OTTAWA -- The remains of about 30 Canadian citizens and permanent residents who were victims of Ukraine International Airlines Flight PS752 have been buried in Iran, according to the prime minister’s parliamentary secretary.

The plane was shot down by the Iranian military near Tehran last week, killing all 176 people on board, including 57 Canadian citizens.

In an interview on CTV’s Question Period airing Sunday, Omar Alghabra, MP for Mississauga Centre, told host Evan Solomon “about 30 Canadians” -- citizens and permanent residents -- have been buried in Iran. He also said two bodies are being repatriated to Canada “this weekend or the coming days.”

“We are seeing progress,” Alghabra said. “That does not mean we should not be vigilant and careful and watching carefully every step. That’s why we also need a verifiable, independent, investigation.”

Earlier Friday, Prime Minister Justin Trudeau held a press conference in Ottawa to announce temporary financial support for families of the victims of Flight PS752.

The government will provide $25,000 to the families of Canadian citizens and permanent residents killed in the crash last Wednesday but Trudeau noted this does not replace the anticipated compensation from Iran.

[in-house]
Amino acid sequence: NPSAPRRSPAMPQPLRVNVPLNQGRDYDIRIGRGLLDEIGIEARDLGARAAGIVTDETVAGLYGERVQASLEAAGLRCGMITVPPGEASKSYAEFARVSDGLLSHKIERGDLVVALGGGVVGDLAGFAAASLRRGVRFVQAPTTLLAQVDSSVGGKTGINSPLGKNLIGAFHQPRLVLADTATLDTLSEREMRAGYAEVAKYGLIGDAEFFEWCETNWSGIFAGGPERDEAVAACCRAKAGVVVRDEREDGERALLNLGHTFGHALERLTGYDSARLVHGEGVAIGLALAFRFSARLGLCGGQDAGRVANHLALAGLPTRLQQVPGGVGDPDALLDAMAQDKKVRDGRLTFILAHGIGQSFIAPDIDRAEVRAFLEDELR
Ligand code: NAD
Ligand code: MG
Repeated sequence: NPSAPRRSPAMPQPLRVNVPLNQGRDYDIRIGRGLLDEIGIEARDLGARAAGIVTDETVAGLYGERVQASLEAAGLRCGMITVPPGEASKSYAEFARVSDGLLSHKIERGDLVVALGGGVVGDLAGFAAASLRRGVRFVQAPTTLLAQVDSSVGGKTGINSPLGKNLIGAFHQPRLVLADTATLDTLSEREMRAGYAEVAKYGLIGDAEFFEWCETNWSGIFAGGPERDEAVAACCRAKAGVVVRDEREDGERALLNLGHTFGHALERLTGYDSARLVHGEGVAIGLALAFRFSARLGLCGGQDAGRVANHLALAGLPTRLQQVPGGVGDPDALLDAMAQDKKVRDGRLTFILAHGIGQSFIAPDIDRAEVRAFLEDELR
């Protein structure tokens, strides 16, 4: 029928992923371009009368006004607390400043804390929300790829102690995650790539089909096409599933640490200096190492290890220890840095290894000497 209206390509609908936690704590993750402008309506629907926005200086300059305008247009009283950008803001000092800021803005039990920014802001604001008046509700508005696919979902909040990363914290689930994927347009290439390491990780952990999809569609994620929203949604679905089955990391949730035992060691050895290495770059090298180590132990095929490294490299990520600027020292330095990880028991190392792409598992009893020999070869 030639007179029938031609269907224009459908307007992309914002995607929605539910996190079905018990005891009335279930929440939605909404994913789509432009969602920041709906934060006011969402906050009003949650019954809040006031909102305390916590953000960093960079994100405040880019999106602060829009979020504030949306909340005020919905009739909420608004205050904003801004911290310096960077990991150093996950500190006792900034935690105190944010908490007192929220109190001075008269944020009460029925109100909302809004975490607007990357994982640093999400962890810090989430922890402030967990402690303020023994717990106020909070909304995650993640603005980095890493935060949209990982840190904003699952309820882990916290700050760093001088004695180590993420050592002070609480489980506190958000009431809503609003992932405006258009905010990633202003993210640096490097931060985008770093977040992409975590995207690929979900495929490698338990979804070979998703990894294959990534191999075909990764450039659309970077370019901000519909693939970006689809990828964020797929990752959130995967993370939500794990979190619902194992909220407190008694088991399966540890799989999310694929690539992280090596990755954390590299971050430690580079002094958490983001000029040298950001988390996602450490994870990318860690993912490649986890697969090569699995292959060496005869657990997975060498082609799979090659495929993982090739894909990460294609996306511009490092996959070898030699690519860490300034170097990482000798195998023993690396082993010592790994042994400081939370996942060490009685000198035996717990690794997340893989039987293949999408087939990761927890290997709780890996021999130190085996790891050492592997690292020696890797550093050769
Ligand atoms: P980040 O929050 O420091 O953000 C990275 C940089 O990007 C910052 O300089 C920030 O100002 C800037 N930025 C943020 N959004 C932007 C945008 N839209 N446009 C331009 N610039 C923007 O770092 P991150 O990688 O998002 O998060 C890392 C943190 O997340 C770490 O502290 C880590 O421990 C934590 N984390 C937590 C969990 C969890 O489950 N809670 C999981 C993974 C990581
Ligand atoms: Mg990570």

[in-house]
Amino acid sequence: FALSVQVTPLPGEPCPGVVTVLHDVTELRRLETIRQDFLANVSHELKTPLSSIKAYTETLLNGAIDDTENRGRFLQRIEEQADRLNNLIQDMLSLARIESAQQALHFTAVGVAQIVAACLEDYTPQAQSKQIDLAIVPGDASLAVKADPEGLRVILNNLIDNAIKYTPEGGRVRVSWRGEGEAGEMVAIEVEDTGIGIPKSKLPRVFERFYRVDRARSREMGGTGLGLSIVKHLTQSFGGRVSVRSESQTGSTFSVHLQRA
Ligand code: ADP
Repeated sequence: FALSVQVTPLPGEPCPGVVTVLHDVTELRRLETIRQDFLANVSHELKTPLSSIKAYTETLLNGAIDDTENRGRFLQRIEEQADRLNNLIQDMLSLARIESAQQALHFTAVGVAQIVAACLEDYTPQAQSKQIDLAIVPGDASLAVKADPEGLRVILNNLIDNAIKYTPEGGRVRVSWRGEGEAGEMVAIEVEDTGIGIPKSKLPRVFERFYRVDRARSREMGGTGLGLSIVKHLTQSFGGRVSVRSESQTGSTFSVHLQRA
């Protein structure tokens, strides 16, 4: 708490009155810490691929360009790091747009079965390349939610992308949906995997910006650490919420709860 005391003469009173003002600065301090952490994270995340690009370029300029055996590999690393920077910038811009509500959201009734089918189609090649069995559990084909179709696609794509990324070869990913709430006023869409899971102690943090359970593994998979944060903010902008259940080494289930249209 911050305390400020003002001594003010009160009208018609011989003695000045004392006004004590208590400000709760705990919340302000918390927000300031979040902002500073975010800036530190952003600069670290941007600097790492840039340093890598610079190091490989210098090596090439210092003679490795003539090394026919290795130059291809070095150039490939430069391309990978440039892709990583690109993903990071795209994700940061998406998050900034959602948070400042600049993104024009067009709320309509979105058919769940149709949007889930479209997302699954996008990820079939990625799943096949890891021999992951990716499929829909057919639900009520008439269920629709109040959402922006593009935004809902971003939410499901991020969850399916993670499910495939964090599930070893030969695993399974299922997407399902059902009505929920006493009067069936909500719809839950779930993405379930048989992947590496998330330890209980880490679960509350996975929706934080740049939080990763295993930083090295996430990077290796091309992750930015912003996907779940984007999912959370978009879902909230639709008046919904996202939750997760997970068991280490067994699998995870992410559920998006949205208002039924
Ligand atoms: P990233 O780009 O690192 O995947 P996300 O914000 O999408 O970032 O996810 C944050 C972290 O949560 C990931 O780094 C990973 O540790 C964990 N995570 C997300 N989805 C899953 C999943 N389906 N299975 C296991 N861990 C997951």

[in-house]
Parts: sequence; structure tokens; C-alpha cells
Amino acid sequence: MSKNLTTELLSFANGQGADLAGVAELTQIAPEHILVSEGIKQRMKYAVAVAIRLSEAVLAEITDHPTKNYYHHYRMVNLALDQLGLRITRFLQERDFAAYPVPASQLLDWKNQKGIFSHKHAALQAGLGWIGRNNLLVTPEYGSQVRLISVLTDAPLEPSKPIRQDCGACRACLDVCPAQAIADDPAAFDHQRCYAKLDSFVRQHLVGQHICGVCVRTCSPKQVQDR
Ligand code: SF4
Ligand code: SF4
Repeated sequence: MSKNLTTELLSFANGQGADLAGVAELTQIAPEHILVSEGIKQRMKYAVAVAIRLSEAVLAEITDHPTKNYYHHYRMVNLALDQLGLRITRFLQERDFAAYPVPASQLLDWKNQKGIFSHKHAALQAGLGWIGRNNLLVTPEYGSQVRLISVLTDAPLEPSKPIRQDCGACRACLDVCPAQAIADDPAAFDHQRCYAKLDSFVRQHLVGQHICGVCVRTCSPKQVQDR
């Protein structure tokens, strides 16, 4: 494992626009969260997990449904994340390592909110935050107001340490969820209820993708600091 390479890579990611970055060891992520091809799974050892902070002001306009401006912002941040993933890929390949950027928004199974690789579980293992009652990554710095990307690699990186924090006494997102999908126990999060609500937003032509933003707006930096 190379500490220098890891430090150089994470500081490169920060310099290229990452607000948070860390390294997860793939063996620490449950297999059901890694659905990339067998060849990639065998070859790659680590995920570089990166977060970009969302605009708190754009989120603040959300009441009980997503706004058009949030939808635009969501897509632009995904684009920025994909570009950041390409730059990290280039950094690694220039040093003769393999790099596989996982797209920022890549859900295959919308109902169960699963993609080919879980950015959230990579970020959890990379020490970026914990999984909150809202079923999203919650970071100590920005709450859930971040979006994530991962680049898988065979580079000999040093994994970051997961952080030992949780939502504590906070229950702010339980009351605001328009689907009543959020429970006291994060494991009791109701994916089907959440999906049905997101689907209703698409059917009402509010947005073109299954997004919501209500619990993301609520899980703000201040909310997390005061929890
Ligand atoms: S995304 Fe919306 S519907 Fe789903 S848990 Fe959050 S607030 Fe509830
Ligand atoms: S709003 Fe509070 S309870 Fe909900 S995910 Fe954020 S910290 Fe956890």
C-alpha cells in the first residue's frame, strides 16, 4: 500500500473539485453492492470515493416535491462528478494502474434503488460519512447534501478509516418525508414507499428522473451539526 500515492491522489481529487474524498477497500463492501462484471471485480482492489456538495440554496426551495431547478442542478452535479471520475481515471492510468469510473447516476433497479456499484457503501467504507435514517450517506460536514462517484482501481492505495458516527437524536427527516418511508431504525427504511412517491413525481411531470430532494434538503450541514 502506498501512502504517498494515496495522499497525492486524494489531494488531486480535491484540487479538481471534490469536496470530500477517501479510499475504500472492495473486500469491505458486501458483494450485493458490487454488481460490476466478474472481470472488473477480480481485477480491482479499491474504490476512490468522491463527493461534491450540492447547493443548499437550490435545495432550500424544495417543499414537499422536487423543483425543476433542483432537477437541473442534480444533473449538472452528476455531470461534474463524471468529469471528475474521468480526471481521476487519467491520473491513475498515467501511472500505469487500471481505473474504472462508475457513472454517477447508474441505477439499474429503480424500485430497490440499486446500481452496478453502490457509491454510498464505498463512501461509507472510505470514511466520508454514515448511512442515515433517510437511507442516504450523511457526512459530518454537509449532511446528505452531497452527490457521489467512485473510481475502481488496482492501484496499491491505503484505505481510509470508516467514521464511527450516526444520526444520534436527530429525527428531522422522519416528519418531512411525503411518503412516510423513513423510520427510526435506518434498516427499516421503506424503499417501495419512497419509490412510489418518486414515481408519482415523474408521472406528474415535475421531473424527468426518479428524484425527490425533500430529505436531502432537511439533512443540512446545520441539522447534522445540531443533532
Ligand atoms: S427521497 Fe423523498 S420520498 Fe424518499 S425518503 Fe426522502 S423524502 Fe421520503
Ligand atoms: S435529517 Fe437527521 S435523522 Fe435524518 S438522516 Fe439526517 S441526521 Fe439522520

“We expect Iran to compensate these families, but they can’t wait weeks. They need support now,” said Trudeau.

The money will go towards alleviating travel and burial costs. On top of financial assistance, the government has established a support line and online inbox for information about visa concerns.

At the press conference, he also said all families affected were consulted about whether they wanted their loved ones repatriated or buried abroad.

Foreign Affairs Minister Francois-Philippe Champagne represented Canada in London on Thursday where countries with victims in the crash deliberated how best to move forward with the investigation.

Canada, Britain, Sweden, Afghanistan and Ukraine all called on Iran to respect families' wishes on repatriating the remains of the 176 victims, full access for consular officials and investigators, and an independent and credible criminal investigation into last week's crash.

With files from The Canadian Press